Tony Chan is right about "covered", but I wanted to provide some additional background, from the Bible Knowledge Commentary, as we can see what this cover is:
It cannot be unequivocally asserted but the preponderance of evidence
points toward the public head covering of women as a universal
custom in the first century in both Jewish culture ([apocryphal] 3
Maccabees 4:6; Mishnah, Ketuboth 7. 6; Babylonian Talmud, Ketuboth
72a-b) and Greco-Roman culture (Plutarch Moralia 3. 232c; 4. 267b;
Apuleius The Golden Ass 11. 10). The nature of the covering varied
considerably (Ovid The Art of Love 3:135–65), but it was commonly a
portion of the outer garment drawn up over the head like a hood. It
seems that the Corinthian slogan, “everything is permissible,” had
been applied to meetings of the church as well, and the Corinthian
women had expressed that principle by throwing off their
distinguishing dress. More importantly they seem to have rejected the
concept of subordination within the church (and perhaps in society)
and with it any cultural symbol (e.g., a head-covering) which might
have been attached to it. According to Paul, for a woman to throw off
the covering was an act not of liberation but of degradation. She
might as well shave her head, a sign of disgrace (Aristophanes
Thesmophoriazysae 837). In doing so, she dishonors herself and her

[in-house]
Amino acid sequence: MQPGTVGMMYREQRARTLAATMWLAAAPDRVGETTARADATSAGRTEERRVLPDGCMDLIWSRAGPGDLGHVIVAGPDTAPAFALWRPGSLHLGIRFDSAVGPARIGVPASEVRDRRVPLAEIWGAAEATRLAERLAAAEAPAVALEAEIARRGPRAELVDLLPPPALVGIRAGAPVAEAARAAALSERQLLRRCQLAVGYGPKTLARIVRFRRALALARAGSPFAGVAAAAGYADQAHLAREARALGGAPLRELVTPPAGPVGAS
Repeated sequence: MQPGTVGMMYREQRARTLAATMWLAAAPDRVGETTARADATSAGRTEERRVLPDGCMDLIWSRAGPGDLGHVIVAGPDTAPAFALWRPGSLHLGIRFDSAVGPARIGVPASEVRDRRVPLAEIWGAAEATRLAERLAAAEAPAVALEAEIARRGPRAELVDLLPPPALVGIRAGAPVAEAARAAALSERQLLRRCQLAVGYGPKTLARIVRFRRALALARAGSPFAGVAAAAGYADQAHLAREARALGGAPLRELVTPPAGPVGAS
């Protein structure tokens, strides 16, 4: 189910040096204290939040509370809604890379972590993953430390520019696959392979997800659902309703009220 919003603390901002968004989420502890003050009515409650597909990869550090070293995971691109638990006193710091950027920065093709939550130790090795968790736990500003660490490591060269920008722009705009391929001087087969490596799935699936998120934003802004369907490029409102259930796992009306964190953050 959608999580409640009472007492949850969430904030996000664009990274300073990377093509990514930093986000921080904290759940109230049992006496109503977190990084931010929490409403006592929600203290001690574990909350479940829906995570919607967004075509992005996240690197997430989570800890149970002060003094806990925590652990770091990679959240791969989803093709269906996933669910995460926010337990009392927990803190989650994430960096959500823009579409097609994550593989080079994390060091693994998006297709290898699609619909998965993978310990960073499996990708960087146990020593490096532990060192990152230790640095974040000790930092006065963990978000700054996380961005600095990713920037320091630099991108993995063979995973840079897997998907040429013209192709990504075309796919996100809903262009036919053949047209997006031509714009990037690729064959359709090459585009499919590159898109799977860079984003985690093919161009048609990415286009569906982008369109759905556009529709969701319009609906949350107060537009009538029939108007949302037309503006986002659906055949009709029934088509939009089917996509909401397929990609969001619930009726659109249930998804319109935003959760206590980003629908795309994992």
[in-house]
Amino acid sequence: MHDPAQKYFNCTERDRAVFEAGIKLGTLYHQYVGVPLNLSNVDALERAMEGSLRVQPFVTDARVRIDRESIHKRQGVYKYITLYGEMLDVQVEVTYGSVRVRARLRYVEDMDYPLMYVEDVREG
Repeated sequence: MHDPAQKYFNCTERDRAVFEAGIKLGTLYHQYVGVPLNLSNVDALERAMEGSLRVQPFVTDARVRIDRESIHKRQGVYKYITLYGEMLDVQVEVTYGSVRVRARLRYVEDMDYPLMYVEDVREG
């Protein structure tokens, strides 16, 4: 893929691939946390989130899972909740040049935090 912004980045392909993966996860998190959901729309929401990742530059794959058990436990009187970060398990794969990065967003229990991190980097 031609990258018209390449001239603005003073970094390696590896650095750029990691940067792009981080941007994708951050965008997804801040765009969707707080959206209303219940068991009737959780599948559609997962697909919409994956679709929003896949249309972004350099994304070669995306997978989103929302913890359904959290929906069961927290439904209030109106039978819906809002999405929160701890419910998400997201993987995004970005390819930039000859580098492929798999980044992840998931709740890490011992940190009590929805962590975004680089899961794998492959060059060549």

spiritual head, the man. 11:7–9. The man, on the other hand, was not
to have his head covered because he was the image and glory of God.
Paul based this conclusion on Genesis 1:26–27. A woman’s (a wife’s)
glory and image was derived from (1 Cor. 11:8) and complementary to
(v. 9) that of the man (her husband). Man, then, was God’s
authoritative representative who found in woman a divinely made ally
in fulfilling this role (Gen. 2:18–24). In this sense she as a wife is
the glory of man, her husband. If a married woman abandoned this
complementary role, she also abandoned her glory, and for Paul an
uncovered woman’s head gave symbolic expression to that spirit.
Lowery, D. K. (1985). 1 Corinthians. In J. F. Walvoord & R. B. Zuck (Eds.), The Bible Knowledge Commentary: An Exposition of the Scriptures (Vol. 2, p. 529). Wheaton, IL: Victor Books.
This is again why we must keep in mind that although these letters are part of the cannon, we cannot lift sentences out of them and apply them directly to our lives or compare them to other sentences lifted out of context from other passages. We have to understand the context: who was the letter written to, what issues was it addressing in that particular community, and then what is the spiritual message for us in our own (very different) communities.
This requires wisdom and proper hermeneutic principles (e.g. require multiple witnesses in scripture). In this case, Paul was responding to an issue of Church discipline in the Corinthian church regarding the comportment of some of the women in choosing a dress style that would offend others in the community and shame their husbands.